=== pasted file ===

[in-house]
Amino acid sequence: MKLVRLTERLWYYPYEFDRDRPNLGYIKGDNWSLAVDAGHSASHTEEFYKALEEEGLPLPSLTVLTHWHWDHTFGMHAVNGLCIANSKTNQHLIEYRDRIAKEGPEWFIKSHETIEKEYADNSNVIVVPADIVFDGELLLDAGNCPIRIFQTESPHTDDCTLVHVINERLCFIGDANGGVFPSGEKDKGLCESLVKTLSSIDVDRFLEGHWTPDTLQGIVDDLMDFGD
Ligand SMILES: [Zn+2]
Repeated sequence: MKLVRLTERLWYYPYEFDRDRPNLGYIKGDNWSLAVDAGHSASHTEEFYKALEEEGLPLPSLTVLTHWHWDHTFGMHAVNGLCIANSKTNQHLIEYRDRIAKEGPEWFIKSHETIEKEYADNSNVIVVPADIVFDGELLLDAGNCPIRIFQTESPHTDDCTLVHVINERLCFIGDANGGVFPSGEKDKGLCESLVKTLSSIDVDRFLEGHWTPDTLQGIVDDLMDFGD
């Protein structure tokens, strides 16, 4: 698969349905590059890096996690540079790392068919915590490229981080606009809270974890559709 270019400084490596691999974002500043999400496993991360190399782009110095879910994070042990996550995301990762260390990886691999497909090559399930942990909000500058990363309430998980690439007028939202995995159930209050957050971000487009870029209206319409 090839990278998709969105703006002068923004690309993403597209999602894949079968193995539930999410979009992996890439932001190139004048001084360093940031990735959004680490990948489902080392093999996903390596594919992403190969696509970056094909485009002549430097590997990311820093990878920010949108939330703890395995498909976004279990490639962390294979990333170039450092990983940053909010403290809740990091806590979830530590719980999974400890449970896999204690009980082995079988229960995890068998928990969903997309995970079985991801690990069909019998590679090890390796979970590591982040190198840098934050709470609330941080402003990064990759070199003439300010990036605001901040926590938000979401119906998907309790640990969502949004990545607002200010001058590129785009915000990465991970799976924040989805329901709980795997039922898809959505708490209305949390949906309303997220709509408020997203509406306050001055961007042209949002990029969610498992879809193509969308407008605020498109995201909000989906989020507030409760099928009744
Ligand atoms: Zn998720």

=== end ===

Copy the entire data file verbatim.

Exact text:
[in-house]
Amino acid sequence: MKLVRLTERLWYYPYEFDRDRPNLGYIKGDNWSLAVDAGHSASHTEEFYKALEEEGLPLPSLTVLTHWHWDHTFGMHAVNGLCIANSKTNQHLIEYRDRIAKEGPEWFIKSHETIEKEYADNSNVIVVPADIVFDGELLLDAGNCPIRIFQTESPHTDDCTLVHVINERLCFIGDANGGVFPSGEKDKGLCESLVKTLSSIDVDRFLEGHWTPDTLQGIVDDLMDFGD
Ligand SMILES: [Zn+2]
Repeated sequence: MKLVRLTERLWYYPYEFDRDRPNLGYIKGDNWSLAVDAGHSASHTEEFYKALEEEGLPLPSLTVLTHWHWDHTFGMHAVNGLCIANSKTNQHLIEYRDRIAKEGPEWFIKSHETIEKEYADNSNVIVVPADIVFDGELLLDAGNCPIRIFQTESPHTDDCTLVHVINERLCFIGDANGGVFPSGEKDKGLCESLVKTLSSIDVDRFLEGHWTPDTLQGIVDDLMDFGD
């Protein structure tokens, strides 16, 4: 698969349905590059890096996690540079790392068919915590490229981080606009809270974890559709 270019400084490596691999974002500043999400496993991360190399782009110095879910994070042990996550995301990762260390990886691999497909090559399930942990909000500058990363309430998980690439007028939202995995159930209050957050971000487009870029209206319409 090839990278998709969105703006002068923004690309993403597209999602894949079968193995539930999410979009992996890439932001190139004048001084360093940031990735959004680490990948489902080392093999996903390596594919992403190969696509970056094909485009002549430097590997990311820093990878920010949108939330703890395995498909976004279990490639962390294979990333170039450092990983940053909010403290809740990091806590979830530590719980999974400890449970896999204690009980082995079988229960995890068998928990969903997309995970079985991801690990069909019998590679090890390796979970590591982040190198840098934050709470609330941080402003990064990759070199003439300010990036605001901040926590938000979401119906998907309790640990969502949004990545607002200010001058590129785009915000990465991970799976924040989805329901709980795997039922898809959505708490209305949390949906309303997220709509408020997203509406306050001055961007042209949002990029969610498992879809193509969308407008605020498109995201909000989906989020507030409760099928009744
Ligand atoms: Zn998720």